Chino Kaori Memorial Essay Prize
Maki Kaneko teaches courses on the history of Japanese modern/contemporary art, print and popular cultures from the seventeenth-century to present, and architecture and city planning of Tokyo. Her research concerns the interaction between politics and twentieth-century Japanese visual arts. Her book Mirroring the Japanese Empire published in 2014 examines the representation and signification of the male figure between 1930 and 1950, the decades when Japan engaged with a series of imperialist wars. Her current research also includes Japanese avant-garde art in the 1930s and 40s, the history of “outsider art” in Japan, and the activity of female artists in the early twentieth century.
Ph.D., World Art Studies and Museology
University of East Anglia (Norwich, UK) and Sainsbury Institute for the Study of Japanese Arts and Cultures
M.A., World Art Studies and Museology, University of East Anglia
B.A., Art Studies, Meiji Gakuin University, Tokyo
Assistant Professor, University of Kansas
Visiting Assistant Professor, Art History Department, Northwestern University
Lecture Courses Taught:
Modern and Contemporary Visual Arts of Japan
Japanese Artistic Encounter with Europe and the United States
Representing the Nation/Represented by the Nation
City of Tokyo: Japan’s Pop Cultural Imagination
Disasters in Japanese Art
Memories of War in Post-1945 Japanese Visual Arts
Modernity and Identity of Transnational Japan, 1850-1950 (co-taught with Sherry Fowler)
Contemporary Asian Art Overseas (co-taught with David Cateforis)
History and Method of Manga
War and Empire in 20th Century Japanese Visual Culture
Men and Masculinities in Japanese Visual Culture
Korea-Japan Artistic Interactions (co-taught with Maya Stiller)
Mirroring the Japanese Empire: The Male Figure in Yōga Painting, 1930-1950 (Leiden: Brill, 2014).
"Dai roku shō dai ichi setsu Modanizumu no tayōka seido to shakai" [Chapter 6, section 1 Diversification of Modernisms: Institution and Society] to be published inNihon kingendai bijutsu zenshi [Comprehensive History of Modern and Contemporary Japanese Art] (Tokyo: Bijutsu Shuppansha, 2014).
"New Art Collectives in the Service of the War: The Formation of Art Organizations During the Asia-Pacific War, 1937-1945," Positions: east asia cultures critique 21, no. 2 (Spring 2013): 309-350.
"Under the Banner of the New Order: Uchida Iwao's Responses to the Asia-Pacific War and Japan's Defeat," in Asato Ikeda, Aya Louisa McDonald and Ming Tiampo eds., Art and War in Japan and its Empire, 1931-1960 (Leiden: Brill, 2012), 190-207.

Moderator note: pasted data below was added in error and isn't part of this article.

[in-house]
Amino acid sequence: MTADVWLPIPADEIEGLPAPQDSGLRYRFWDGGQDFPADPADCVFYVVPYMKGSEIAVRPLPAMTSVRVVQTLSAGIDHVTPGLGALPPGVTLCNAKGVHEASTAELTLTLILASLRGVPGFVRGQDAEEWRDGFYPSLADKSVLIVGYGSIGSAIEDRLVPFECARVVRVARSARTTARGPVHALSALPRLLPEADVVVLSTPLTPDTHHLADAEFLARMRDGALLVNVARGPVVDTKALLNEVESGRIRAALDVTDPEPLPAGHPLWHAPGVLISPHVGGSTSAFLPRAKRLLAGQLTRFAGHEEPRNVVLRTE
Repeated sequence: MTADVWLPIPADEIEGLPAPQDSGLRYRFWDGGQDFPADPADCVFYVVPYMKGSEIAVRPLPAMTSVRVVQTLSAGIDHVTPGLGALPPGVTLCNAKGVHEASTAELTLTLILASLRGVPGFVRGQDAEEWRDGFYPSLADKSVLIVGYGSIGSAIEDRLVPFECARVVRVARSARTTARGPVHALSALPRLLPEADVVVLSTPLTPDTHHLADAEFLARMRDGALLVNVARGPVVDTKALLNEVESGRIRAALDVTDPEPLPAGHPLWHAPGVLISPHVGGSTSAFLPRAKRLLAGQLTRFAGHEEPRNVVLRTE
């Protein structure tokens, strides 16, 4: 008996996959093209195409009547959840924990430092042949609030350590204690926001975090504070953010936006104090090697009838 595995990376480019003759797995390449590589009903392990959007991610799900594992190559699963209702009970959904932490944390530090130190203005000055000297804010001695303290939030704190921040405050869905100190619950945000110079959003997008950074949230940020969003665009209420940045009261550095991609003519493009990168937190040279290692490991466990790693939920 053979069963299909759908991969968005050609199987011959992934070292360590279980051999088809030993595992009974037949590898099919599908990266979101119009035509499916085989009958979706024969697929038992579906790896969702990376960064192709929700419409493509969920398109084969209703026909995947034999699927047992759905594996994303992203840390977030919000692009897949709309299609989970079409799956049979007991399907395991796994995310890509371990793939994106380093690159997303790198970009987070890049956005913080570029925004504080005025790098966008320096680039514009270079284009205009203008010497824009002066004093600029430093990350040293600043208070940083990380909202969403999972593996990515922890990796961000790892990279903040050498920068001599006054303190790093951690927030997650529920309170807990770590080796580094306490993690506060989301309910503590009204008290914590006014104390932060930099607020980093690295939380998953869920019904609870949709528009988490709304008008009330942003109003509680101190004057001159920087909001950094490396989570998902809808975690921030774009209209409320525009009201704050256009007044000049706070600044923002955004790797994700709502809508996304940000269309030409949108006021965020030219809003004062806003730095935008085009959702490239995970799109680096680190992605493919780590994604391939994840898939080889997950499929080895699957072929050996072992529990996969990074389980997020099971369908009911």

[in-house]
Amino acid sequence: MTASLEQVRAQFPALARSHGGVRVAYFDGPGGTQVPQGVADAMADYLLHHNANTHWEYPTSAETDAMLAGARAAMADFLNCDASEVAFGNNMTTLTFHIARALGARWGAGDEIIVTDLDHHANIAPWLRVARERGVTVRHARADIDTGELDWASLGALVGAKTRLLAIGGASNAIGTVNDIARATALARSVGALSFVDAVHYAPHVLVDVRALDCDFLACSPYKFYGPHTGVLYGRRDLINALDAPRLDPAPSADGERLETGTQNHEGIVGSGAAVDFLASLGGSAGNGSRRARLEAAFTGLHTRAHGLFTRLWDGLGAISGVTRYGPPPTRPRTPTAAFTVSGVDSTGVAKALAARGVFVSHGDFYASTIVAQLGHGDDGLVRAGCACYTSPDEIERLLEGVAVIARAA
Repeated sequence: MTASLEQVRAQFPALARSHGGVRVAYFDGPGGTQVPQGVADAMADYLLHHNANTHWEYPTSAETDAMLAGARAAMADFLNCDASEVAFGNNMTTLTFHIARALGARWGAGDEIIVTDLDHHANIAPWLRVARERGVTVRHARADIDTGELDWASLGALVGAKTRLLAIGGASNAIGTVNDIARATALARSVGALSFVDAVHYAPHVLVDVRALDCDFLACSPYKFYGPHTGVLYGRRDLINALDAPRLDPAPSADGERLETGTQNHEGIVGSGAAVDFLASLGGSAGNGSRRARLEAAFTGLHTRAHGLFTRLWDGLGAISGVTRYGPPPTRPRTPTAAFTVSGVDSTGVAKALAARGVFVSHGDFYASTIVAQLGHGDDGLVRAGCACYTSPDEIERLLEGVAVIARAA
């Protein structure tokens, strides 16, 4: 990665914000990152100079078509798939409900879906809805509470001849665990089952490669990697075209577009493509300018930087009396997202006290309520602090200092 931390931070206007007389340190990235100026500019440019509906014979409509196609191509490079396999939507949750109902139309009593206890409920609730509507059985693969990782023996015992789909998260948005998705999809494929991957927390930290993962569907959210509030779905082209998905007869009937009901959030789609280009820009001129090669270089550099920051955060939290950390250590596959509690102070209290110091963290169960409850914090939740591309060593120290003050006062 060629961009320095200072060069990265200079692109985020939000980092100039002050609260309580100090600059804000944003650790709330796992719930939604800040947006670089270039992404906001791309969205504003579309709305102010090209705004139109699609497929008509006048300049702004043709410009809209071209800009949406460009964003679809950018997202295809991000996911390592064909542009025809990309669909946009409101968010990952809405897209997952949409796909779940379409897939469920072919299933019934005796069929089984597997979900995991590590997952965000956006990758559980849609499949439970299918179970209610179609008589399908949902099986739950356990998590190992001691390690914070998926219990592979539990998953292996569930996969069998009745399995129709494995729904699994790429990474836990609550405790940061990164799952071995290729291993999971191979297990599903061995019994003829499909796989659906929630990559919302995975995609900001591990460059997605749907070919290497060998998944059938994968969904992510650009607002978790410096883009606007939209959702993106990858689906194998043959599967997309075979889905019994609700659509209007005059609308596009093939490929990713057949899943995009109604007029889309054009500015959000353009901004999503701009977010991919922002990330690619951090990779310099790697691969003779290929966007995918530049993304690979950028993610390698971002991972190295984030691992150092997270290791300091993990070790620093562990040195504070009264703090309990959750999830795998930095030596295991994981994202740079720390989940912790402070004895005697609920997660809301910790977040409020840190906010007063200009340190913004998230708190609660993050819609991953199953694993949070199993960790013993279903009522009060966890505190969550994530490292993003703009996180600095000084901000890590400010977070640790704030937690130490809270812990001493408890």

"Mukai Junkichi's Transformation from a War to Minka (Folk House) Painter," Archives of Asian Art no. 61 (2011): 37-60.
"Kanten kaikaku no yume: Kigen nisen roppyakunen hōshuku bijutsu tenrankai, sensō, 'shintaisei' [Dreams of a National Art Salon reform: the 2600th Anniversary Art Exhibition of the Birth of Japan, War, and 'New Order']," Kindai Gasetsu [Modern Painting Theory] no. 16 (December 2007): 81-95.
Selected Awards and Grants:
Research Fellowship Program from the Japan Foundation
Individual Research Grant from the Metropolitan Center for Far East Asian Art Studies
New Faculty General Research Fund, University of Kansas
Chino Kaori Memorial Essay Prize (Japan Art History Forum) for “Art and the State: Government-Sponsored Art Exhibitions and Art Politics in War-Time Japan”
Hyūga Postgraduate Studentship from the Sainsbury Institute for the Study of Japanese Arts and Cultures
College Art Association
Association of Asian Studies
Japan Art History Forum
Meiji Bijutsu Gakkai (Meiji Art Society)
Research: Racial and geographic disparities within criminal justice institutions
Nick Petersen is a Ph.D. candidate in the Department of Criminology, Law & Society. His current research interests include homicide, capital punishment, racial disparities within the criminal justice system, and media representations of race and crime. Nick’s research examines racial biases within criminal justice institutions as a means for advancing understandings of racial inequality and the structural processes that underpin it, as well as contemporary challenges to achieving fairness and justice. In this vein, his dissertation explores issues of racial and geographic disparities within southern California’s criminal justice system. Nick’s work has been presented at various conferences as well as published in the Journal of Criminal Law and Criminology, Homicide Studies, Race and Justice, and Criminal Law and Criminal Justice Books. These research projects have been funded by various private and public agencies, including the Proteus Foundation, Bureau of Justice Statistics, Newkirk Center for Science and Society, School of Social Ecology, and Department of Criminology, Law and Society.